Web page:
Avocado rustling has reached such proportions in Southern California that the state has its own avocado cops.
Just-released state figures show that, in their first year of operation, the investigators have uncovered 283,000 pounds of black-market fruit.
California's $200-million avocado industry this year has lost about $10 million to rustlers, about half of that from San Diego County, according to Warren Currier, executive secretary of the Avocado Growers Assn. in Fallbrook. The North County community is a major producer of the fruit known as "green gold," which can fetch $1.50 and more apiece at supermarkets.
"We're hearing case after case of people losing fruit," Currier said. Although growers have stepped up policing of their own groves, avocado thieves have responded with growing sophistication, he said.
Industry observers say avocado stealing blossomed two years ago from petty thievery to organized crime, spurred by higher market prices after three winters of freezes and a five-day heat wave last year.
About half the state's avocado groves are in San Diego and Riverside counties, each of which has been assigned a full-time avocado cop. Two more officers split Orange and Los Angeles counties between them, and a pair work in Ventura, San Luis Obispo and Santa Barbara counties, inspection coordinator Jim Covey said.
Fruit and vegetable stands at the Escondido Swap Meet were out of avocados Wednesday morning when the investigator dropped by to inspect the fruit. One of their regular suppliers, a San Luis Rey man who operates out of the back of his pickup, hadn't shown up yet.
Instead, Daniel Ortez was sitting on his truck bed with four boxes of ready-to-sell avocados in the California Avocado Commission parking lot across town, where he had gone to certify the avocados that he had purchased from an area grower before heading to the swap meet.
Tom Barbour, supervisor for the state's certification program, said Ortez's 200 pounds of avocados, packed in sturdy banana boxes, were being held at the office until receipts of the purchase could be verified with the grower.
Inspectors check for receipts and certification stamps to verify that the goods haven't been plucked illegally from the state's 68,000 acres of avocado trees, Barbour said.
"Growers all over the state put a lot of time and money into their crops, and these thefts are really hard on them," he said. "For a while, the problem was very blatant, but now they know we're checking up on them."
For the past year, six avocado investigators have rummaged through restaurants, wholesale outlets, swap meets, roadside stands and farmer's markets looking for stolen goods, making from 15 to 20 stops a day.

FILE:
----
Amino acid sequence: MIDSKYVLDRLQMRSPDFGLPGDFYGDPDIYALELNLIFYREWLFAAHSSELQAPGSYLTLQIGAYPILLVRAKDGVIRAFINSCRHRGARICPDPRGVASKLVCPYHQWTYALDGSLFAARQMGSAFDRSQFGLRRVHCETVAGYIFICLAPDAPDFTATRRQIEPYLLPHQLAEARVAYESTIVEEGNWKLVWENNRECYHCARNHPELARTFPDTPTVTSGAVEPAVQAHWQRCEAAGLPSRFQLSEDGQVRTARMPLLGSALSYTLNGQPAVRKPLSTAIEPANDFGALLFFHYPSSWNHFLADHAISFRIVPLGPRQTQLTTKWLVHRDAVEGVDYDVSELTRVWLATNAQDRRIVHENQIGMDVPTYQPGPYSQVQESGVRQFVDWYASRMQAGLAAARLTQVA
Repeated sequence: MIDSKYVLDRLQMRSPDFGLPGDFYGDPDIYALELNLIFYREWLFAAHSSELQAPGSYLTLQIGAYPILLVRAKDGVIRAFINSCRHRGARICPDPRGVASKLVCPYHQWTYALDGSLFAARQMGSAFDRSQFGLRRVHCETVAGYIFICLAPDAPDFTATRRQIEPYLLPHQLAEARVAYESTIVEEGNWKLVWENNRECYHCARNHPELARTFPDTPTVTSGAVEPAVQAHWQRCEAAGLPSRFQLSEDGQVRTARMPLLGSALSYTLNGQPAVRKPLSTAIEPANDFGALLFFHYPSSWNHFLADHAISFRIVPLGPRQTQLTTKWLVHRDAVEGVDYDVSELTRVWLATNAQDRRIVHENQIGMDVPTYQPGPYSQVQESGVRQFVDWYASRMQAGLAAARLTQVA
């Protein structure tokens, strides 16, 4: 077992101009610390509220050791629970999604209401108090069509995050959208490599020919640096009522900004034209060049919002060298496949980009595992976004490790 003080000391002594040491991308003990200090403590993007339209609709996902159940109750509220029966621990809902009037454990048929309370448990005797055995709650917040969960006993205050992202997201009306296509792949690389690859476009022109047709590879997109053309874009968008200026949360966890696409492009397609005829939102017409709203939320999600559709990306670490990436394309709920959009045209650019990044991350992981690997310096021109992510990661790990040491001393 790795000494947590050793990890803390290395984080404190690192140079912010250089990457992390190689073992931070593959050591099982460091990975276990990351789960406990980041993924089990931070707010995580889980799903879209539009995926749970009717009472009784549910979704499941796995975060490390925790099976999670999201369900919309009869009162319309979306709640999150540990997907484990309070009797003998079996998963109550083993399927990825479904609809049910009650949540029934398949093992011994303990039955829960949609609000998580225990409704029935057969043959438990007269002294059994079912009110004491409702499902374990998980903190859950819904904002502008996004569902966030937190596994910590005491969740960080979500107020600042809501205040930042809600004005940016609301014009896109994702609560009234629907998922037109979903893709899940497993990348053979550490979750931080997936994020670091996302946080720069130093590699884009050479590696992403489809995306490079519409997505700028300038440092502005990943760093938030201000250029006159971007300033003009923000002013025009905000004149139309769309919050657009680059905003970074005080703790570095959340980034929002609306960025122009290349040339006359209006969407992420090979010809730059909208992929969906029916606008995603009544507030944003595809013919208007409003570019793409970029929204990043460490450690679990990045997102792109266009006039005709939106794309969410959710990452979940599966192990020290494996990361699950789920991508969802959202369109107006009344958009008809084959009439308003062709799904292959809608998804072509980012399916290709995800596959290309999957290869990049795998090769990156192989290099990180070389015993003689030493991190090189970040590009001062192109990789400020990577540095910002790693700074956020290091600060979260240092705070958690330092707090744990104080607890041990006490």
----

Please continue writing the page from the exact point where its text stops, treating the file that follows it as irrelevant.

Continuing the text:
Although avocado thefts are a statewide problem, officials say they have reached epidemic proportions in the southern half of the state, where there are more groves and more uncertified avocados being recovered.
Covey said the investigators check to see if the avocados match up in type and amounts to the receipts. They also make sure the receipts and certification stamps aren't bogus.
"It may seem unusual to have avocado investigators, but growers are getting ripped off left and right," said Donella Boreham, supervisor for the state's avocado inspection services. "It's a lucrative business."
Although investigators are finding fewer violators than they did a year ago when they began the market-level inspection program, avocado busts are still common, Covey said.
"As long as thieves are selling the fruit at half-price, people are going to keep on buying the stolen goods," Covey said, adding that violators are usually small restaurants, roadside stands and produce markets, not large supermarkets.
But those in the industry say the word is out, and avocado buyers are being more selective to avoid being cited by inspectors.
If an avocado retailer cannot come up with a legitimate receipt, Covey said, the fruit is confiscated and the dealer is cited. After three citations, the avocado commission usually challenges the repeat offender in court, with penalties as high as $5,000 if found in violation, he said.
"It's too expensive to try to sell stolen avocados," said Mario Banuelos, owner of an Escondido market that was inspected Wednesday. "I don't want be slapped with a $5,000 fine."
Banuelos said that, when he opened his store two years ago, avocado distributors would try to entice him to buy their black-market fruit at lower-than-normal prices.
"They would bring the loose avocados in banana boxes, but, if they didn't have that stamp on them, I wouldn't buy them," Banuelos said.
Greg Thatcher, packing house manager for an Escondido-based avocado growing, packing and shipping operation, said thieves stole about 2,300 pounds from his company, Cal Flavor, last year.
"People cut through fence wires, or they hide the fruit under leaves in the day and come back at night to get them," Thatcher said. "They're pretty well-organized."
Alarmed growers are beginning to invest thousands of dollars in private security guards and chain-link fences, hoping to deter thieves.
Although most of the state's avocados have already been picked for the current crop season, industry officials say next year's crop, expected to weigh in at about 300 million pounds, will still attract thieves, since prices are expected to stay high.